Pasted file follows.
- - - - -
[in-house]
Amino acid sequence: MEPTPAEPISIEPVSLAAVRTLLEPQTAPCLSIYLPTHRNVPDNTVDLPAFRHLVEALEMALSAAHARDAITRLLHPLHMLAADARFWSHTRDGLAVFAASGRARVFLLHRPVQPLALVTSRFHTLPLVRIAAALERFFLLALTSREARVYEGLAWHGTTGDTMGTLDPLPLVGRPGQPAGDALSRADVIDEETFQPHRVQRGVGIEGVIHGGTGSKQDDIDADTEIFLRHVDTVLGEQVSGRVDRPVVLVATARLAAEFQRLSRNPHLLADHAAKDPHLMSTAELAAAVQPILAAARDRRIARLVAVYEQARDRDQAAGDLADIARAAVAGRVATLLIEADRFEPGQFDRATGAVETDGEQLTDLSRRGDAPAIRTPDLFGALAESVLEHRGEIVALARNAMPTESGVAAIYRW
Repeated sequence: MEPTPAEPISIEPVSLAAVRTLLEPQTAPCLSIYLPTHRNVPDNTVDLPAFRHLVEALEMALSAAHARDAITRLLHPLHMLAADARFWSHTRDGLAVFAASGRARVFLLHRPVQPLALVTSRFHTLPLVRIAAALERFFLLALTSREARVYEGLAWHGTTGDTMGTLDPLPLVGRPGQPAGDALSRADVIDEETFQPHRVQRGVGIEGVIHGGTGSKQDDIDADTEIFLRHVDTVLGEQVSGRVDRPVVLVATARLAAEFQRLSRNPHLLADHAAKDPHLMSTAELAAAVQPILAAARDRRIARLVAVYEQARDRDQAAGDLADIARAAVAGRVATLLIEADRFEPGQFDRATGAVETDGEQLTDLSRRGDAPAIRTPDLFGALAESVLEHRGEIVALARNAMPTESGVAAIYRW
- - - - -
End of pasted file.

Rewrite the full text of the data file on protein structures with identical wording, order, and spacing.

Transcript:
[in-house]
Amino acid sequence: MEPTPAEPISIEPVSLAAVRTLLEPQTAPCLSIYLPTHRNVPDNTVDLPAFRHLVEALEMALSAAHARDAITRLLHPLHMLAADARFWSHTRDGLAVFAASGRARVFLLHRPVQPLALVTSRFHTLPLVRIAAALERFFLLALTSREARVYEGLAWHGTTGDTMGTLDPLPLVGRPGQPAGDALSRADVIDEETFQPHRVQRGVGIEGVIHGGTGSKQDDIDADTEIFLRHVDTVLGEQVSGRVDRPVVLVATARLAAEFQRLSRNPHLLADHAAKDPHLMSTAELAAAVQPILAAARDRRIARLVAVYEQARDRDQAAGDLADIARAAVAGRVATLLIEADRFEPGQFDRATGAVETDGEQLTDLSRRGDAPAIRTPDLFGALAESVLEHRGEIVALARNAMPTESGVAAIYRW
Repeated sequence: MEPTPAEPISIEPVSLAAVRTLLEPQTAPCLSIYLPTHRNVPDNTVDLPAFRHLVEALEMALSAAHARDAITRLLHPLHMLAADARFWSHTRDGLAVFAASGRARVFLLHRPVQPLALVTSRFHTLPLVRIAAALERFFLLALTSREARVYEGLAWHGTTGDTMGTLDPLPLVGRPGQPAGDALSRADVIDEETFQPHRVQRGVGIEGVIHGGTGSKQDDIDADTEIFLRHVDTVLGEQVSGRVDRPVVLVATARLAAEFQRLSRNPHLLADHAAKDPHLMSTAELAAAVQPILAAARDRRIARLVAVYEQARDRDQAAGDLADIARAAVAGRVATLLIEADRFEPGQFDRATGAVETDGEQLTDLSRRGDAPAIRTPDLFGALAESVLEHRGEIVALARNAMPTESGVAAIYRW